If you insist on talking about politics at work, here are some tips to think about before jumping into the conversation:
• Consider your audience. Will they be receptive to a political discussion or will they be upset that you brought the whole topic up?
• Think about your purpose. Is it to share your ideas, ask questions about the candidates, or persuade others?
• Consider the setting. Is it a good idea to debate at a company team-building event or an orientation session?
• Don't make assumptions. Politics, like religion, can be very complex. Assuming someone has the same views as you can have repercussions if you think you are speaking to a sympathetic ear.
• Be informed. There's nothing more upsetting than when people get into debates and have little to no information about the issues or candidates' stances.
• Don't goad. If colleagues say they would rather not discuss them, let it go.
• Deflect with good humor. If someone tries to provoke you into a political debate, say something like "Are you kidding, no way am I taking on this conversation.' "
• Don't take it personally. According to a CareerBuilder poll, 23 percent of workers who have discussed politics at work reported having had a heated discussion or fight with a co-worker, supervisor or someone else higher up in the firm.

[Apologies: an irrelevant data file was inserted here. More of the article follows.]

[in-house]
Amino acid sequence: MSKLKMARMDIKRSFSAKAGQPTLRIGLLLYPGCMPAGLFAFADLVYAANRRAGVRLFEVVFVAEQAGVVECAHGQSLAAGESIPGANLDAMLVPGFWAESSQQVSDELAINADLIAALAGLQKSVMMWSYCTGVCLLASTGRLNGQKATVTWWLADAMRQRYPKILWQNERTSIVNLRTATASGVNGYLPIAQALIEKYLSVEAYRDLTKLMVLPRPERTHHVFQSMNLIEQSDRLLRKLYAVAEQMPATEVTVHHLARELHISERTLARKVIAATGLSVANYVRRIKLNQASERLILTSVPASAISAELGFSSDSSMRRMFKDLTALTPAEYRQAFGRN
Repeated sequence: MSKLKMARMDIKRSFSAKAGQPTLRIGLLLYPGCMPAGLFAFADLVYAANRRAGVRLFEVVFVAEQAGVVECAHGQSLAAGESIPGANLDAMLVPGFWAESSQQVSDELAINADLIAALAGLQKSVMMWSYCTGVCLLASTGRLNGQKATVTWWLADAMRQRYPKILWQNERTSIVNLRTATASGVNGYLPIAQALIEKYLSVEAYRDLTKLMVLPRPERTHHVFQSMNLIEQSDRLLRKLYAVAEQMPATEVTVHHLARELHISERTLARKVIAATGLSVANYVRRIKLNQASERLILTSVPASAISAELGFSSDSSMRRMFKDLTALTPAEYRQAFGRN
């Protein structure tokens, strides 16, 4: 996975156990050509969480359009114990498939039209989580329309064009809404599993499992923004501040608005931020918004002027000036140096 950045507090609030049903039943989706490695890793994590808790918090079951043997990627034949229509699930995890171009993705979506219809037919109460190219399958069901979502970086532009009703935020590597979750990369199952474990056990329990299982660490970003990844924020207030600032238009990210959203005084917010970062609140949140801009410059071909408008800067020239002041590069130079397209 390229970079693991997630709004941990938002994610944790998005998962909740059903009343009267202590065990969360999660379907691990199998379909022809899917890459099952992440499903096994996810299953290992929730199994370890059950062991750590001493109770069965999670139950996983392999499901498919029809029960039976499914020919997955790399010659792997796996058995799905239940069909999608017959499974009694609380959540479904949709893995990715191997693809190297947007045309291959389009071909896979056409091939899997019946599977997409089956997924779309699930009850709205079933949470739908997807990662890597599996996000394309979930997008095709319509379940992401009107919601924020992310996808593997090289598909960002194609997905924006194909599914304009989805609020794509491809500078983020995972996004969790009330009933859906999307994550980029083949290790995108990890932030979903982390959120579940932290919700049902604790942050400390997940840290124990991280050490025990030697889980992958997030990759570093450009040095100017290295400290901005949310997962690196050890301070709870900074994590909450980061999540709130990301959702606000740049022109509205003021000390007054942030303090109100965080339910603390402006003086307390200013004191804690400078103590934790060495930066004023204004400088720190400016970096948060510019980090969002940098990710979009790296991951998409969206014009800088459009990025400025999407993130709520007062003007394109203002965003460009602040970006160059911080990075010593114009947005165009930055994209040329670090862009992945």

Employers, too, should be mindful of their responsibility. The Society for Human Resource Management reported that 25 percent of employers maintain written policies on political activities, and some of these involve conversations about politics at work.
One key area of responsiblity is making sure all supervisors are trained in understanding laws regarding harassment, etc. Some conversations about politics can steer into inappropriate (or harassing) comments about gender, race or age, for instance. Or a manager's opinions on a race could be regarded as contributing to an uncomfortable work environment, where employees feel pressured to support this candidate or that.